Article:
Designer alleges theft in ‘Oldboy’ art, reaches out to Spike Lee
Spike Lee is no stranger to controversy, but it’s usually the kind he personally engineers. Last March, for instance, he thought he was tweeting the address of George Zimmerman, but in fact he was siccing an angry mob on an innocent older couple. What was already a shameful act became much worse. (He has been very vocal in apologizing.)
Lee’s latest brouhaha appears to only involve him tangentially. A graphic designer, Juan Luis Garcia, is alleging posters he had crafted for “Oldboy” — Lee’s latest, and a remake of the 2003 South Korean vengeance classic — were stolen from him outright. According to Garcia, the agency handling the film paid him a tiny amount for his work, but promised more if his designs were chosen. His work, as it happens, was picked (if the modified), but the agency refused to pay Garcia.
After much unpleasant dealings with the agency, which kept threatening him with lawsuits, Garcia took to the internet, crafting a letter for Lee personally. He wisely did not accuse him of theft, but placed the blame solely on the agency.
The letter spread life wildfire, eventually capturing Lee’s interest. But the filmmaker didn’t prove to be the knight in shining armor many would have liked. Over Twitter he cagily dismissed the affair:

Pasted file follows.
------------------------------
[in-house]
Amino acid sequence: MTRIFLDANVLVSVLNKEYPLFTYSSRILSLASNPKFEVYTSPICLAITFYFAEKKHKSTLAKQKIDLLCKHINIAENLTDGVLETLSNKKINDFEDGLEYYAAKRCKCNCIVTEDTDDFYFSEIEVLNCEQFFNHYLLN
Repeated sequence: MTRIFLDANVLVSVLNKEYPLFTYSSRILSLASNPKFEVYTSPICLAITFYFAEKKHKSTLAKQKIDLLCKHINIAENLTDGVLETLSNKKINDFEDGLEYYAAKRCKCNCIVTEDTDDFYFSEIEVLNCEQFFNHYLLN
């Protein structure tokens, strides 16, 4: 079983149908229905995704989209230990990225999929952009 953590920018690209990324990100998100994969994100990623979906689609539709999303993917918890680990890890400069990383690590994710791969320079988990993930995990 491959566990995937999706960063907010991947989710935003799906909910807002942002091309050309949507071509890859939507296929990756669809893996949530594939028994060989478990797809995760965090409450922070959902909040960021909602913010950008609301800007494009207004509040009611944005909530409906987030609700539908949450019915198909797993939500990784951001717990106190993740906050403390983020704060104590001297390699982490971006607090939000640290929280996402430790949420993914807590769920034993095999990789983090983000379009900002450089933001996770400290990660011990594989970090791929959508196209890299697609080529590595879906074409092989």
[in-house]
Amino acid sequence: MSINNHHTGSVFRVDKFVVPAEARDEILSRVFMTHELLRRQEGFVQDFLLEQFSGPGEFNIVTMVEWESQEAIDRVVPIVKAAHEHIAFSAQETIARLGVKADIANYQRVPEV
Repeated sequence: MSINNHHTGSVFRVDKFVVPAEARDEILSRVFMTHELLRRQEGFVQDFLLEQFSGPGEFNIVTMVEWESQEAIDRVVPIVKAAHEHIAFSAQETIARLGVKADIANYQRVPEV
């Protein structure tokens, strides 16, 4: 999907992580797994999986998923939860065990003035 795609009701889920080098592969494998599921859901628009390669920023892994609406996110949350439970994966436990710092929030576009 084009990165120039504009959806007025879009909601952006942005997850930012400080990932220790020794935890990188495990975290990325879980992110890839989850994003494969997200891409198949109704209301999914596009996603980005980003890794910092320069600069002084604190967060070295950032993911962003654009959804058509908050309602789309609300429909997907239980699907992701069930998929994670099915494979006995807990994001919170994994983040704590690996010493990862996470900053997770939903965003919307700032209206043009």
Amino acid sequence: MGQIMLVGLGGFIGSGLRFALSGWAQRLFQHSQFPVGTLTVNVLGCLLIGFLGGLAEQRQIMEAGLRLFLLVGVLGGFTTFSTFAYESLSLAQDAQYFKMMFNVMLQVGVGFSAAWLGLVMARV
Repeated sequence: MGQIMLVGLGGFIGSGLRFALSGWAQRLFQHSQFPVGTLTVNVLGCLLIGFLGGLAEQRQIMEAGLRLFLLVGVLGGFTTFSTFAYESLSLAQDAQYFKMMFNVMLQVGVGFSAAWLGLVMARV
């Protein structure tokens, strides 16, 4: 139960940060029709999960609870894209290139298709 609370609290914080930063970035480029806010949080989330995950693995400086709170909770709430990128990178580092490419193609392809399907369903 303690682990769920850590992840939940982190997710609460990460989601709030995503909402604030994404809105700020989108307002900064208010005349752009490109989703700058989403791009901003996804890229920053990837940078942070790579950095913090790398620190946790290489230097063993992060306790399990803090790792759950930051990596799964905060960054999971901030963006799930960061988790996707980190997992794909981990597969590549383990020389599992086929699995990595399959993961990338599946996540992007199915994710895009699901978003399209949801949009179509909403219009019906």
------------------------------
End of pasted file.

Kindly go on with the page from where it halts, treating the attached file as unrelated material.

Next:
It’s disappointing that Lee is not more sympathetic towards Garcia, and didn’t seize this opportunity to use his power to correct a wrong. On the other hand, one can make the argument that it really isn’t his problem — and maybe he’s even loath to believe Garcia’s story. It’s clear he doesn’t appreciate the responsibility being shifted to him, as though he was responsible for all the shady doings of the thousands working on his film. Certainly his characteristically strident response hasn’t won him many friends, and many headlines reporting this story now suggest Lee is involved in the alleged theft.
Still, this story is still developing. We’ll see how the agency responds, as well as how Lee responds to the response to his response.